No guarantees of Masters success for Rory


We’ve been here before, Rory McIlroy and The Masters.
According to the perceived wisdom, Rory’s game is tailor-made for Augusta National.
It’s a done deal. He’s bound to win it. The Holywood golfer will pull on the green jacket and join the list of golfing greats to complete the grand slam.
It’s all nonsense of course. Speak to Greg Norman about winning at Augusta or ask Phil Mickelson about the grand slam. The 48-year-old is still waiting on that elusive US Open win to book his own place amongst the golfing legends. Nearly 20 years of trying and he’s finished second six times.
There is ample evidence to suggest that Augusta National suits the games of Dustin Johnson, Brooks Keopka and Justin Rose just as well as Rory, maybe even better. And if they are considered genuine contenders, can anyone seriously rule out in-form Francesco Molinari or Paul Casey?
The truth is that some parts of Rory’s game, his driving, his long iron play give him an advantage at Augusta, but his inconsistent wedge game and his shaky putting have held him back.
Yet for all that, as the 29-year-old gears up for the opening major of the season, and his 11th appearance at The Masters, there are genuine reasons to be positive about his chances, the most significant being his very strong competitive start to the season.
At the back end of last year, when he signaled his intentions to stay closer to home in Florida and focus more on the US PGA Tour it was seen by many as a direct slap in the face to the European Tour.
He insisted that it was all about getting back to the summit of the game and his performances would suggest that he made the right decision. No missed cuts, seven top 10’s, a second and crucially a win at the Players’ Championship where he had to dig deep after an early wobble.
He is now up to third in the world and his putting has certainly improved under the guidance of former tour pro Brad Faxon but his wedge play still needs some work, especially from 75-100 yards in. Even just a small gain could make a decisive difference.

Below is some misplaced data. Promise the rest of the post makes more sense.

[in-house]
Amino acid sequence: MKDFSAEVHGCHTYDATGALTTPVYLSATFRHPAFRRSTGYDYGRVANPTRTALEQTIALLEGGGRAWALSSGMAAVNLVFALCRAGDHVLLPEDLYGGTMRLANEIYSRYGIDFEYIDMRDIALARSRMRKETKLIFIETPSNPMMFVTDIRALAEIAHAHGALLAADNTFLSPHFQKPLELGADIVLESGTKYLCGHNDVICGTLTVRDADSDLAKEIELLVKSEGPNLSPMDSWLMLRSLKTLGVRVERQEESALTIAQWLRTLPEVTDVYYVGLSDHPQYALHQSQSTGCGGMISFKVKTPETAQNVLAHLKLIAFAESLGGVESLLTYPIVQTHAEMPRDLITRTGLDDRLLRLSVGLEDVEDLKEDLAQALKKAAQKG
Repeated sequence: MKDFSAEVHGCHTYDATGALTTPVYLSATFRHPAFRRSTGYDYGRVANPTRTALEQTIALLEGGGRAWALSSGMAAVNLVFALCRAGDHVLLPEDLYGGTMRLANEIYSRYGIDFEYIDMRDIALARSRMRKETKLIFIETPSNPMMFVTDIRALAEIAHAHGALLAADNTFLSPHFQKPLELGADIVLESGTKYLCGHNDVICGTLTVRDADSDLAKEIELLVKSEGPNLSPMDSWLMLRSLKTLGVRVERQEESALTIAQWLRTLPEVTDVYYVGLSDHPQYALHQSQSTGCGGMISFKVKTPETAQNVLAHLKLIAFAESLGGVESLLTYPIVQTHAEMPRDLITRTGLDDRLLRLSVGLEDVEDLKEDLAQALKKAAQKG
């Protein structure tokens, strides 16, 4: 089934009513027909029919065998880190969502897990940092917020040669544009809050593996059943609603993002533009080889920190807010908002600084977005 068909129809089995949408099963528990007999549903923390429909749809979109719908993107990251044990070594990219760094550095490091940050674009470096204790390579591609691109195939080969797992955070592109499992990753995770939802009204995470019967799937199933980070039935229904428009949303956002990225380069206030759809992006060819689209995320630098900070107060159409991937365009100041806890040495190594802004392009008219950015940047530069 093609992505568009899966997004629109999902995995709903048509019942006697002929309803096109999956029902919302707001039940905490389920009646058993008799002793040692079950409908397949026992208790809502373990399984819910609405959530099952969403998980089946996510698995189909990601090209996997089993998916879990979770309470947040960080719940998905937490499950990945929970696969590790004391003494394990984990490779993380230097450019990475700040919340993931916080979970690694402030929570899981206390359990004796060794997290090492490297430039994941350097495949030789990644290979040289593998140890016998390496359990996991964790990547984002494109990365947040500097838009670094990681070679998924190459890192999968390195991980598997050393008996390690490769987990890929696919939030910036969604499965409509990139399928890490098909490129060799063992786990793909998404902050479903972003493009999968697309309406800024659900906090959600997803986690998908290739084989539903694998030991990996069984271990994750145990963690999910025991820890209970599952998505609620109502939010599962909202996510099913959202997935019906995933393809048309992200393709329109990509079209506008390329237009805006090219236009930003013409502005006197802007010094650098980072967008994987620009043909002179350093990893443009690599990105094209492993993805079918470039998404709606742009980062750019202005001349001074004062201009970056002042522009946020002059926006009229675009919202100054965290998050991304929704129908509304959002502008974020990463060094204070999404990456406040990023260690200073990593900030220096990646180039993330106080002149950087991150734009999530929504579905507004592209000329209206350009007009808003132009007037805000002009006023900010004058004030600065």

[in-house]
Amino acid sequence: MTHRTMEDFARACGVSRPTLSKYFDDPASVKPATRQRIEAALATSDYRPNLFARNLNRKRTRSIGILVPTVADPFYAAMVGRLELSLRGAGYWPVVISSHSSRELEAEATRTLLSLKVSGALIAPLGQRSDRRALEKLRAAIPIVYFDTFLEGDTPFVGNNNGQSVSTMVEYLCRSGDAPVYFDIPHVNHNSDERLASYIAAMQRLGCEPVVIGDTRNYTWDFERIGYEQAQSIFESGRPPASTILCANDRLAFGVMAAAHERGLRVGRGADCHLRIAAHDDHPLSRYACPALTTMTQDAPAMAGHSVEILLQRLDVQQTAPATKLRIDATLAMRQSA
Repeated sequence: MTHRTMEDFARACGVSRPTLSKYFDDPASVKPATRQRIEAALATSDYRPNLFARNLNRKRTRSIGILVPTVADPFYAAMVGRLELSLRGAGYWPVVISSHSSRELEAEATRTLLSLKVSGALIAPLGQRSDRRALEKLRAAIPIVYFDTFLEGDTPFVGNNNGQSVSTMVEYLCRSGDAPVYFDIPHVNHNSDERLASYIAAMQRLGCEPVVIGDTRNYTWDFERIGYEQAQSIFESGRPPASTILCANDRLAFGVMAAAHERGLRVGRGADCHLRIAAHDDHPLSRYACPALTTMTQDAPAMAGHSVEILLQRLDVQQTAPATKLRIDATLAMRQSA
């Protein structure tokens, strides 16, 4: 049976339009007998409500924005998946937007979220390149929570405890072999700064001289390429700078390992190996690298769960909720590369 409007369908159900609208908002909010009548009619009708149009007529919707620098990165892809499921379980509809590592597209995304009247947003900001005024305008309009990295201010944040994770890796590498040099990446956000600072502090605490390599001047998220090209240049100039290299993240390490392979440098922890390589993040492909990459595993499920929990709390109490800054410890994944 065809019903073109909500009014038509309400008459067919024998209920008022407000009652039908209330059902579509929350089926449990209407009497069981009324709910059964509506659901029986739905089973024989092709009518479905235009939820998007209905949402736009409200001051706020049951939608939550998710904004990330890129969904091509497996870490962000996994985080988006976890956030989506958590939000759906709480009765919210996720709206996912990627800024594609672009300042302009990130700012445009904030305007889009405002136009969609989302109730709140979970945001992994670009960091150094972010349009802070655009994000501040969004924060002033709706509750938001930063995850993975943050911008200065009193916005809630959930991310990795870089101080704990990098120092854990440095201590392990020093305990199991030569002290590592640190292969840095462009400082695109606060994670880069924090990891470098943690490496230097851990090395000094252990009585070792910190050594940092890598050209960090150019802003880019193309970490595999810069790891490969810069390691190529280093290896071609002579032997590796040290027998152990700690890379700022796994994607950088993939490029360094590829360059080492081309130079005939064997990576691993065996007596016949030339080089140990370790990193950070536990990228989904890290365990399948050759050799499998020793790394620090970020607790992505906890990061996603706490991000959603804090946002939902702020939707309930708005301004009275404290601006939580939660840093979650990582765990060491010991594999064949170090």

He also heads to Augusta full of confidence following that win at Sawgrass but the real test will be how he deals with expectation levels, both public and personal. He has spoken in recent months about the three P’s – patience, perspective and poise – and that mantra will surely be put to the test at Augusta.
Ahead of the recent Dell Match-play event he said; “I would have said a couple of years ago, ‘I need to win a Masters. I need a Green Jacket’. Where now it’s, ‘I want to. I want to win it. And I’d love to win it’. But if I don’t I’m okay.
“I’ve had ten years of learning at Augusta, some tough times. And if one day I’m able to get that Green Jacket at the end of 72 holes, all of those experiences will have played a part in helping me do that. So have I a desire to do it? Yes. Do I have a need to do it? No.”
He’s playing well, he’s seemingly in a good place mentally only time will tell if 2019 will be his year.

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